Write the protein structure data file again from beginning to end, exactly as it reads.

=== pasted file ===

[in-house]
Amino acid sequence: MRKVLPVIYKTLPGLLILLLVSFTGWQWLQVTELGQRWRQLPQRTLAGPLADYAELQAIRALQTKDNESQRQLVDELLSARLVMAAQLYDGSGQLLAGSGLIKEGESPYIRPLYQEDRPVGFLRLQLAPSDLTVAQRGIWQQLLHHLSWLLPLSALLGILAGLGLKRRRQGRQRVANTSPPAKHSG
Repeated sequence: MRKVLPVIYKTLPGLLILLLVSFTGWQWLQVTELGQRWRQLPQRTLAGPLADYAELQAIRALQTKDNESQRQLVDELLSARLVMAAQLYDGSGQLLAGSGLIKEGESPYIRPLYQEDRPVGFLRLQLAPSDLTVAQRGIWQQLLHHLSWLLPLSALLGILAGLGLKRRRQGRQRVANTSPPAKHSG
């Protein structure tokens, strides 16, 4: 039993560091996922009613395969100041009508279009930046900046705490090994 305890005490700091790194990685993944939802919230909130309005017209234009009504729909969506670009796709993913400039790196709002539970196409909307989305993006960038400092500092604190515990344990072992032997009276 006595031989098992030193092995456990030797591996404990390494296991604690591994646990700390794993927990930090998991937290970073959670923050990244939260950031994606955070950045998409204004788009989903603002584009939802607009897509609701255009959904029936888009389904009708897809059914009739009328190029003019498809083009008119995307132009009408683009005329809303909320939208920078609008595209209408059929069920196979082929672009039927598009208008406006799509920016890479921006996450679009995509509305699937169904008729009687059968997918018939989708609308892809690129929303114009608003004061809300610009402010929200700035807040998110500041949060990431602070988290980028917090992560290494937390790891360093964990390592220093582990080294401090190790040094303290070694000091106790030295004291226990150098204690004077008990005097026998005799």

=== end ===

[in-house]
Amino acid sequence: MRKVLPVIYKTLPGLLILLLVSFTGWQWLQVTELGQRWRQLPQRTLAGPLADYAELQAIRALQTKDNESQRQLVDELLSARLVMAAQLYDGSGQLLAGSGLIKEGESPYIRPLYQEDRPVGFLRLQLAPSDLTVAQRGIWQQLLHHLSWLLPLSALLGILAGLGLKRRRQGRQRVANTSPPAKHSG
Repeated sequence: MRKVLPVIYKTLPGLLILLLVSFTGWQWLQVTELGQRWRQLPQRTLAGPLADYAELQAIRALQTKDNESQRQLVDELLSARLVMAAQLYDGSGQLLAGSGLIKEGESPYIRPLYQEDRPVGFLRLQLAPSDLTVAQRGIWQQLLHHLSWLLPLSALLGILAGLGLKRRRQGRQRVANTSPPAKHSG
């Protein structure tokens, strides 16, 4: 039993560091996922009613395969100041009508279009930046900046705490090994 305890005490700091790194990685993944939802919230909130309005017209234009009504729909969506670009796709993913400039790196709002539970196409909307989305993006960038400092500092604190515990344990072992032997009276 006595031989098992030193092995456990030797591996404990390494296991604690591994646990700390794993927990930090998991937290970073959670923050990244939260950031994606955070950045998409204004788009989903603002584009939802607009897509609701255009959904029936888009389904009708897809059914009739009328190029003019498809083009008119995307132009009408683009005329809303909320939208920078609008595209209408059929069920196979082929672009039927598009208008406006799509920016890479921006996450679009995509509305699937169904008729009687059968997918018939989708609308892809690129929303114009608003004061809300610009402010929200700035807040998110500041949060990431602070988290980028917090992560290494937390790891360093964990390592220093582990080294401090190790040094303290070694000091106790030295004291226990150098204690004077008990005097026998005799």